“Of note, the number of COVID-19 deaths worldwide (and in the U.S.) are at their lowest point since the recording of COVID-19 deaths started in March 2020, likely due to increased immunity globally from both vaccination and the Omicron BA.1 wave.

“The Institute of Health Metrics and Evaluation in Seattle predicts that cases in the U.S. will peak in early June and that deaths will continue to decline to their lowest levels yet globally and in the U.S. by July 2022.

Schaffner: “Thinking ahead, there is an even larger concern of what might happen this fall/winter when more activities occur indoors and as immunity from vaccination begins to wane, providing more opportunities for the highly contagious variants to spread even more readily and to produce disease.”

Healthline: Are you concerned about “COVID-19 fatigue” and how people seem to be less concerned about a surge in cases?

Schaffner: “I am very concerned about both ‘COVID fatigue’ and ‘vaccine fatigue.’

“Vaccines will continue to be fundamental to mitigating the personal, healthcare, and community impact of COVID as we transition into an endemic phase. Indeed, as is likely, another round of vaccination with an updated COVID vaccine will be recommended this fall (along with the usual annual recommendation for influenza vaccine). It will require a substantial effort to stimulate turnout at that time.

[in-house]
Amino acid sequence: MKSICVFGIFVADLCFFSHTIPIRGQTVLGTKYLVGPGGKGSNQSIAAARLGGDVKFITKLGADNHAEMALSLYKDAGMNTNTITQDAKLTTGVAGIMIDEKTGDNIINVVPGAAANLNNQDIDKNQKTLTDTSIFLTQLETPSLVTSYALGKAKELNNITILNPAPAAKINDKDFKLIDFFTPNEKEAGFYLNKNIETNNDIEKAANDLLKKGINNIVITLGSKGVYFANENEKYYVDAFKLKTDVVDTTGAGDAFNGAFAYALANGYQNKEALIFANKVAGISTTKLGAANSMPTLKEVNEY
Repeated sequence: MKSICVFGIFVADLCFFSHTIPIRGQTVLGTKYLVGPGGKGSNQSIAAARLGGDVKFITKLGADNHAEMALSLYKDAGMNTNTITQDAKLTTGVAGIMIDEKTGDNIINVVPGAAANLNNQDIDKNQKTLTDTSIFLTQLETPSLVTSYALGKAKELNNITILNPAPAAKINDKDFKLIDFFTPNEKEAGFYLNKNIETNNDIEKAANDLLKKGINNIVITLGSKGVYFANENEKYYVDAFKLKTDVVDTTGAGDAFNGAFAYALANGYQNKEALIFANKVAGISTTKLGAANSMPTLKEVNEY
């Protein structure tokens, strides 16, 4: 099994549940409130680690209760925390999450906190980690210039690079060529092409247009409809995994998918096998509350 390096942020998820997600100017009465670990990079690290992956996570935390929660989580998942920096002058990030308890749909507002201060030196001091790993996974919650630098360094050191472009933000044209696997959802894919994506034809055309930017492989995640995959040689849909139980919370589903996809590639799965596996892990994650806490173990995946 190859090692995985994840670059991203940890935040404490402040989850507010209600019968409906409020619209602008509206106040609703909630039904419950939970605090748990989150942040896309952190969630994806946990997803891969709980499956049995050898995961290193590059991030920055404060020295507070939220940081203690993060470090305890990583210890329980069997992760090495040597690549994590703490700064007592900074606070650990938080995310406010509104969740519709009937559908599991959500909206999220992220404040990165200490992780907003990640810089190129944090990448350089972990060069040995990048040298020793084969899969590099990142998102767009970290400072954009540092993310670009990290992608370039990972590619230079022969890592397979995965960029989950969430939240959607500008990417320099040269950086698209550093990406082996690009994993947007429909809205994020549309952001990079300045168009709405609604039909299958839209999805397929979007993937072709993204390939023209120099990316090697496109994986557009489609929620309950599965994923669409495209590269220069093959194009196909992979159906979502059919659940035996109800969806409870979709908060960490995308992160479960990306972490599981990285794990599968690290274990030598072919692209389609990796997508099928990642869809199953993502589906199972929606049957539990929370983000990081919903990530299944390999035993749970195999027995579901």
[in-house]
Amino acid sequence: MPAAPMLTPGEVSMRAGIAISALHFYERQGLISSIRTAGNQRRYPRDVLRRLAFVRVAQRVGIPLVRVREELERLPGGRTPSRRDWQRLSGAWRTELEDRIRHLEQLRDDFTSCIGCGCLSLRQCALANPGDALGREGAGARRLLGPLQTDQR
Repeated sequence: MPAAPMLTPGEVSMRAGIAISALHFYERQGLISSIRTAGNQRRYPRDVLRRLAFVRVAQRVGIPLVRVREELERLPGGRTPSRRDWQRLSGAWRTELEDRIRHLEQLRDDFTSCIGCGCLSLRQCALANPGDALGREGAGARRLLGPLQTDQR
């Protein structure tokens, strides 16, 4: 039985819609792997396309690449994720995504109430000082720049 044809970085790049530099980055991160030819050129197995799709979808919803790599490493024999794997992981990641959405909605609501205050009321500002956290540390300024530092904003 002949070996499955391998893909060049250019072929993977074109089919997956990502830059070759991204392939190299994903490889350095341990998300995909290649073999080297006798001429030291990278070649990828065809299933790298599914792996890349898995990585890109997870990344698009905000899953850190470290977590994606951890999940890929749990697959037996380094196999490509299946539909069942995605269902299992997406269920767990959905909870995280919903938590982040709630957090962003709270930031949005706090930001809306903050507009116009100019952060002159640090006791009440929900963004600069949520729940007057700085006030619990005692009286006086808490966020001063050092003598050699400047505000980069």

“Consider, as of this writing, only about half the eligible population has taken advantage of receiving the third vaccine dose. That dose is necessary to secure the protection against severe disease and is widely and easily available and is free.”

Gandhi: “I think that people are rightly responding to the lowest rates of COVID-19 deaths worldwide and in the U.S. since the start of the pandemic due to rising immunity in the population. The U.S. population has made a number of sacrifices over the past two years and has recognized that COVID-19 is not eradicable by its viral features.

“We have the tools to combat COVID-19, mainly vaccines and therapeutics, taking us from the pandemic to the endemic phase.

“Therefore, I don’t call this COVID-19 fatigue but a recognition that the U.S. has the tools to control COVID-19 in terms of severe disease with our vaccines, oral antivirals, pre-exposure prophylaxis with monoclonal antibodies (Evusheld) for severely immunocompromised populations, and surveillance.”